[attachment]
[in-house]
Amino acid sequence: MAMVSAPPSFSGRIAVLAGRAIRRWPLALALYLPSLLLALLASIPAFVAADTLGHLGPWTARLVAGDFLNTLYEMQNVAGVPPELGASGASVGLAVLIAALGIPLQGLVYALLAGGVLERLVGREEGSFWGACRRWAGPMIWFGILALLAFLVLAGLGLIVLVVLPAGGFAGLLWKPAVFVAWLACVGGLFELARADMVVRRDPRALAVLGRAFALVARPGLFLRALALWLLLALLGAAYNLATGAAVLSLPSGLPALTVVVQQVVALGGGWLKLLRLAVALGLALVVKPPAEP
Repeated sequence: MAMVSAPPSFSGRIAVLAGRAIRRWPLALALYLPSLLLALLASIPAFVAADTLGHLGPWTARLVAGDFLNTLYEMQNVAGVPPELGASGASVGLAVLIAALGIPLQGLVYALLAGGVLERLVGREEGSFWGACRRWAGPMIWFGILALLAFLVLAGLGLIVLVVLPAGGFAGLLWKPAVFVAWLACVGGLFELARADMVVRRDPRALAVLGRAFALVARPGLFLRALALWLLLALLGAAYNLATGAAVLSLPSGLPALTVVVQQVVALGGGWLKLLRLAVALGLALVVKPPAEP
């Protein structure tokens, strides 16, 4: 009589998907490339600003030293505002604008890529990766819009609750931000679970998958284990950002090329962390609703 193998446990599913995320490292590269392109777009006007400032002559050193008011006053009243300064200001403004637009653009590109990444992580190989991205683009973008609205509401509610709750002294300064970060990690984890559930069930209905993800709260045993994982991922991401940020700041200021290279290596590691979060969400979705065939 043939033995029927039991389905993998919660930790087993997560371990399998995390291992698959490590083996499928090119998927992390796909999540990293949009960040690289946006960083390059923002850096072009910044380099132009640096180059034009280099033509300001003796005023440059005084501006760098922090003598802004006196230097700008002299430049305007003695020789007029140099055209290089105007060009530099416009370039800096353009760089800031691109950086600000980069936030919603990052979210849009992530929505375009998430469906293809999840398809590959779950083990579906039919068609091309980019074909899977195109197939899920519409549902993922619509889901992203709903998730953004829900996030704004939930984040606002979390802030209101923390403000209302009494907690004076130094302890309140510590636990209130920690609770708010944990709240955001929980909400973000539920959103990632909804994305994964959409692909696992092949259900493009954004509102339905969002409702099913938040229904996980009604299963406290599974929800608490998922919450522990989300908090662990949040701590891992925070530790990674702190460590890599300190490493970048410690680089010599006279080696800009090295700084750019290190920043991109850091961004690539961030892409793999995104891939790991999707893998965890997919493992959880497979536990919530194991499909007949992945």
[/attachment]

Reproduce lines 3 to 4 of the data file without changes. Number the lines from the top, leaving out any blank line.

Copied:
Repeated sequence: MAMVSAPPSFSGRIAVLAGRAIRRWPLALALYLPSLLLALLASIPAFVAADTLGHLGPWTARLVAGDFLNTLYEMQNVAGVPPELGASGASVGLAVLIAALGIPLQGLVYALLAGGVLERLVGREEGSFWGACRRWAGPMIWFGILALLAFLVLAGLGLIVLVVLPAGGFAGLLWKPAVFVAWLACVGGLFELARADMVVRRDPRALAVLGRAFALVARPGLFLRALALWLLLALLGAAYNLATGAAVLSLPSGLPALTVVVQQVVALGGGWLKLLRLAVALGLALVVKPPAEP
């Protein structure tokens, strides 16, 4: 009589998907490339600003030293505002604008890529990766819009609750931000679970998958284990950002090329962390609703 193998446990599913995320490292590269392109777009006007400032002559050193008011006053009243300064200001403004637009653009590109990444992580190989991205683009973008609205509401509610709750002294300064970060990690984890559930069930209905993800709260045993994982991922991401940020700041200021290279290596590691979060969400979705065939 043939033995029927039991389905993998919660930790087993997560371990399998995390291992698959490590083996499928090119998927992390796909999540990293949009960040690289946006960083390059923002850096072009910044380099132009640096180059034009280099033509300001003796005023440059005084501006760098922090003598802004006196230097700008002299430049305007003695020789007029140099055209290089105007060009530099416009370039800096353009760089800031691109950086600000980069936030919603990052979210849009992530929505375009998430469906293809999840398809590959779950083990579906039919068609091309980019074909899977195109197939899920519409549902993922619509889901992203709903998730953004829900996030704004939930984040606002979390802030209101923390403000209302009494907690004076130094302890309140510590636990209130920690609770708010944990709240955001929980909400973000539920959103990632909804994305994964959409692909696992092949259900493009954004509102339905969002409702099913938040229904996980009604299963406290599974929800608490998922919450522990989300908090662990949040701590891992925070530790990674702190460590890599300190490493970048410690680089010599006279080696800009090295700084750019290190920043991109850091961004690539961030892409793999995104891939790991999707893998965890997919493992959880497979536990919530194991499909007949992945």